The Glass Castle

Glass Castle Discussion Questions.

Part I: A Woman on the Street

1. Describe the incident at the opening of the book. How does Jeannette Walls react? What does her mother later say in reaction to her daughter’s view of the situation?

2. Why do you think Walls opens the book with this story?

3. What do you now want to find out?

4. What are your initial views of the mother and daughter?

5. Look at the closing two lines of the section. What purpose do they serve?

6. Look at the epigraph before the section. What do you suppose it means? We will return to the epigraph at the end of the book.

Part II: The Desert

Pages 9-28

1. Describe the hot dog incident. What do we learn about Jeannette from the incident?

2. What do we learn about the father, the mother, and the family?

3. How does the outside world view the family?

4. Describe the father (good and bad). What is a genius?

5. Describe the mother.

6. Describe the children.

7. Explain why the family keeps moving.

8. Describe the children’s education. What is important to the family?

9. How does Jeannette feel about her parents? Examples?

10. What stories does the father tell? Why? What can we tell from his stories?

11. Where does the book get its title? Explain.

12. Describe how the parents first met.

13. Describe the importance of the Mary Charlene story.

14. Figure out the birth order and ages of the children.

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1) On an evening in March Jeannette Walls is riding in a taxi headed to a party when she sees her mother digging through a trashcan. Walls has not seen her mother for months and she is struck by the reality that the woman who raised her presently appears no different to passersby than any other homeless person on the city streets. Indeed, many of those walking down the street pass the woman without acknowledging her existence. From the confines of the taxi car, Walls observes the familiar mannerisms of her mother and is reminded of the woman who played with her during childhood and read her Shakespeare stories, the woman who was now rummaging through a dumpster in the East Village.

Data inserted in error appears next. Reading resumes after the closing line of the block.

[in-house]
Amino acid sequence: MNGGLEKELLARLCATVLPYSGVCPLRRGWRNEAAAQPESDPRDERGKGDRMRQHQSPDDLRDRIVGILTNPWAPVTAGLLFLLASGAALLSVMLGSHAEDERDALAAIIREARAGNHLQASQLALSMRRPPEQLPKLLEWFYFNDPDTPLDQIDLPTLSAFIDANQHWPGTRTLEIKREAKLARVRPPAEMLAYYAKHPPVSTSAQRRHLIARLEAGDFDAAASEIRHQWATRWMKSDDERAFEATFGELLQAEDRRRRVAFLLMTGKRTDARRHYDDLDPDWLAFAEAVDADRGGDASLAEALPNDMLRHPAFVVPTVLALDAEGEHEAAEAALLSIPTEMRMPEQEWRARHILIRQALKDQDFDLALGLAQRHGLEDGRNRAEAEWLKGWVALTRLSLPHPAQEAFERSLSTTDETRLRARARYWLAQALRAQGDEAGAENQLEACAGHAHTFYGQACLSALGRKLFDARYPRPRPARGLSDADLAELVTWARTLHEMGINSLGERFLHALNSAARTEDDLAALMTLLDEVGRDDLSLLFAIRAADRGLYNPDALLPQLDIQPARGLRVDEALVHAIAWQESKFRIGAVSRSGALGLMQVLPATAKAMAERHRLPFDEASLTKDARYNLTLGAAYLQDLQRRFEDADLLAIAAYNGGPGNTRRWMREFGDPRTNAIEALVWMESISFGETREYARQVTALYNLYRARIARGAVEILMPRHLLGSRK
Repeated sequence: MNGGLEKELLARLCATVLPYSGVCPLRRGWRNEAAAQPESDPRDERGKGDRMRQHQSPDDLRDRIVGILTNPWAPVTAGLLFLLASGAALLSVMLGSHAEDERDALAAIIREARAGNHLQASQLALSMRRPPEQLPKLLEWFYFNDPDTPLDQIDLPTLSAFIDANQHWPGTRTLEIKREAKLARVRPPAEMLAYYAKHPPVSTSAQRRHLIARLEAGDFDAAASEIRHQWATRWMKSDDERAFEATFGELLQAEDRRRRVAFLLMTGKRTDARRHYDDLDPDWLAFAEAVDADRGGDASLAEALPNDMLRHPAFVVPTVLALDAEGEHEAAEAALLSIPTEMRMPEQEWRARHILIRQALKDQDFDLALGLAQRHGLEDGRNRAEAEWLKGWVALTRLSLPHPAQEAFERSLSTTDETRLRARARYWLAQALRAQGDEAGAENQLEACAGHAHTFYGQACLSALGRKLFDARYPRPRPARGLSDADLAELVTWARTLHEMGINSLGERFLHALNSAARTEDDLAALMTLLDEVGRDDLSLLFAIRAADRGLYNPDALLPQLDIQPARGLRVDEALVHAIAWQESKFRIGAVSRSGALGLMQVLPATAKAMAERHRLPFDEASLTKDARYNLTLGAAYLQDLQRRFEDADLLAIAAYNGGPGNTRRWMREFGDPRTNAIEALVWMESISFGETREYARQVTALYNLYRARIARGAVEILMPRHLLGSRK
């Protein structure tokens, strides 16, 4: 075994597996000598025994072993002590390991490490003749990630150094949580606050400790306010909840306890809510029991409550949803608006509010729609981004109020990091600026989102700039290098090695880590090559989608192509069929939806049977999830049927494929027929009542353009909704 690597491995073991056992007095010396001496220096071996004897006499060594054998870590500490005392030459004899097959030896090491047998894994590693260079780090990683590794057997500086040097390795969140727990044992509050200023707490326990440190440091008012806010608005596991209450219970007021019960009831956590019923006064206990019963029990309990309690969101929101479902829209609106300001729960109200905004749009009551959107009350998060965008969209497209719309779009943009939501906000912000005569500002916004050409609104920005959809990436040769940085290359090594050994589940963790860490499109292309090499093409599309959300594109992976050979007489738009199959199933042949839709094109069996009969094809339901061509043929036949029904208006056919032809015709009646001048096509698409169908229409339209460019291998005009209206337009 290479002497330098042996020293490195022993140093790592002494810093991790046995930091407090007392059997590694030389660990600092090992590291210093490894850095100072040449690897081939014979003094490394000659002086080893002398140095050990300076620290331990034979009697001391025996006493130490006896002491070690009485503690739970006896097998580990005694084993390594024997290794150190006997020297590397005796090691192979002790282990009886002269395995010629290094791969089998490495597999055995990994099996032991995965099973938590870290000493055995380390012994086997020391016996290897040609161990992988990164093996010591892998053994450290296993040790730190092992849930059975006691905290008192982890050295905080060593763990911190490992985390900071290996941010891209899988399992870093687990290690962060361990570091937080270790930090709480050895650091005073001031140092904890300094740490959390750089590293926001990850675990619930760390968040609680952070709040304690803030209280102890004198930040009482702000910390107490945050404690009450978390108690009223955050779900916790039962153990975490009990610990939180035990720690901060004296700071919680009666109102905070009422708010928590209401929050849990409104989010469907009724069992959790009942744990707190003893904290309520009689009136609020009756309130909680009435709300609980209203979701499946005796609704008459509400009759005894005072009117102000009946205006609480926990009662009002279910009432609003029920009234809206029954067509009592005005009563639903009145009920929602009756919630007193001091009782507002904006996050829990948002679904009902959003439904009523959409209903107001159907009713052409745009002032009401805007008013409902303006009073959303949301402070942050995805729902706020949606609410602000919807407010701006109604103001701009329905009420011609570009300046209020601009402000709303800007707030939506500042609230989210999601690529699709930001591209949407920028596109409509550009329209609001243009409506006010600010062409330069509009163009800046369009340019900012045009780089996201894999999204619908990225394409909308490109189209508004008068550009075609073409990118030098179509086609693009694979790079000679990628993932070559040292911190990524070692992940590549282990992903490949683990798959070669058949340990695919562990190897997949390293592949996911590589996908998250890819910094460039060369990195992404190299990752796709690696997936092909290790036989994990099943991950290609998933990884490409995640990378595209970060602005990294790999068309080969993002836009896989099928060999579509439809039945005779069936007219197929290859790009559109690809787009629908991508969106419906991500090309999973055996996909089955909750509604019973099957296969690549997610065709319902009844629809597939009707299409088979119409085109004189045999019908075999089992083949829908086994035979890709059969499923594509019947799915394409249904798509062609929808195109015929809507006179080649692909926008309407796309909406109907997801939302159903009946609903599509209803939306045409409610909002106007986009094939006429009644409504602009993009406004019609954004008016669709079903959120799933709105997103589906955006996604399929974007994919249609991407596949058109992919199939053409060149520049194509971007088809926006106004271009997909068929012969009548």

However, Jeannette quickly curtails her reminiscence out of fear that someone will notice her. Only a few blocks away from the party, she fears that her fixation on the woman by the dumpster would arouse suspicion. To avoid being seen she lowers herself in her seat and tells the taxi driver to take her to her home on Park Avenue. She cannot risk being seen by any other attendees of the party lest they discover her ‘secret’, that she is the daughter of a homeless woman in New York. The driver turns around and Walls, like the strangers on the street, passes by her mother without saying anything to her.

When Walls returns to her apartment she feels ashamed for hiding from her mother. She is also stricken by guilt for having furniture, antiques, and jewelry when her parents do not even have a constant source of food or a permanent residence. But Walls tempers her guilt by recalling her previous attempts to help her parents. Walls remembers that any attempt to reach out in the past resulted in stubborn denials from her parents who did not even acknowledge that they needed help. When her offers were accepted, Jeannette’s mother often asked for extravagant and unnecessary items like membership to a fitness club. Nevertheless, Walls is so ashamed of her behavior that she decides to invite her mother to lunch at a Chinese restaurant. However, communicating the invite is no easy feat. Walls must first leave a message at another woman’s house (a friend of her mother’s) and wait a few days for her mother to get the message and respond.

As predicted, during lunch Jeannette’s mother first denies that she needs help from her daughter and then requests electrolysis treatment. Frustrated, Jeannette insists that her mother improve the quality of her life but her mother quickly refuses, accusing Jeannette of being the one in need of help since her “values are all confused”. She accuses Jeannette of having “confused” values once again after discovering what happened the night Jeannette hid in the taxi. She says that instead of hiding her past and being embarrassed, Jeannette ought to instead tell the truth.

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